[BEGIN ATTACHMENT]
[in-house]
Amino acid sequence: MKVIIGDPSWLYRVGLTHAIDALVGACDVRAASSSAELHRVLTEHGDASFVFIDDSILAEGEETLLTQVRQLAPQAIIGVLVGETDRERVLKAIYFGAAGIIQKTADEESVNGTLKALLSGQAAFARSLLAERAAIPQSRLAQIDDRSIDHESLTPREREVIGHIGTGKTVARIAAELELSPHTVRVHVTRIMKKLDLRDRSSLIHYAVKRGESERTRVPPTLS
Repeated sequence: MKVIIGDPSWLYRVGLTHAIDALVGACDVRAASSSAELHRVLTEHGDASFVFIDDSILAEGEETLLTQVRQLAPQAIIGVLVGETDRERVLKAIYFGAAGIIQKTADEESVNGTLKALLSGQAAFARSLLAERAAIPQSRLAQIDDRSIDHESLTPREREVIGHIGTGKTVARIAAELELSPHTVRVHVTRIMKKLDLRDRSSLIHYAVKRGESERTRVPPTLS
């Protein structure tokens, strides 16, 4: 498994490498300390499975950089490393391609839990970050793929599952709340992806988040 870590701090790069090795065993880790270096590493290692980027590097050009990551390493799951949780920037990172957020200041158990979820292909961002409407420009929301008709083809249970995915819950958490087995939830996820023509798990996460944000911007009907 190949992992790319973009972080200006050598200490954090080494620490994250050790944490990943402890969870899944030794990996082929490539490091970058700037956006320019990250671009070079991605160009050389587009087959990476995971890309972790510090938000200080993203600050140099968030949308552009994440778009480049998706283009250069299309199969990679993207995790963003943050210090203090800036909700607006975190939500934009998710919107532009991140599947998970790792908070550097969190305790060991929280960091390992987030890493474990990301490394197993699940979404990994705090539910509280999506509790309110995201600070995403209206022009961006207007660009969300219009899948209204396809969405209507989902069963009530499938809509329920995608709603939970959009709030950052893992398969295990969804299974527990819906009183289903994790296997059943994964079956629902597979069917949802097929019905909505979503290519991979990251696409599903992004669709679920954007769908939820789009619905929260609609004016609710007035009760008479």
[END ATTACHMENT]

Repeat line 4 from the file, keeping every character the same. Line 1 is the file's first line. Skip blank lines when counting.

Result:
């Protein structure tokens, strides 16, 4: 498994490498300390499975950089490393391609839990970050793929599952709340992806988040 870590701090790069090795065993880790270096590493290692980027590097050009990551390493799951949780920037990172957020200041158990979820292909961002409407420009929301008709083809249970995915819950958490087995939830996820023509798990996460944000911007009907 190949992992790319973009972080200006050598200490954090080494620490994250050790944490990943402890969870899944030794990996082929490539490091970058700037956006320019990250671009070079991605160009050389587009087959990476995971890309972790510090938000200080993203600050140099968030949308552009994440778009480049998706283009250069299309199969990679993207995790963003943050210090203090800036909700607006975190939500934009998710919107532009991140599947998970790792908070550097969190305790060991929280960091390992987030890493474990990301490394197993699940979404990994705090539910509280999506509790309110995201600070995403209206022009961006207007660009969300219009899948209204396809969405209507989902069963009530499938809509329920995608709603939970959009709030950052893992398969295990969804299974527990819906009183289903994790296997059943994964079956629902597979069917949802097929019905909505979503290519991979990251696409599903992004669709679920954007769908939820789009619905929260609609004016609710007035009760008479």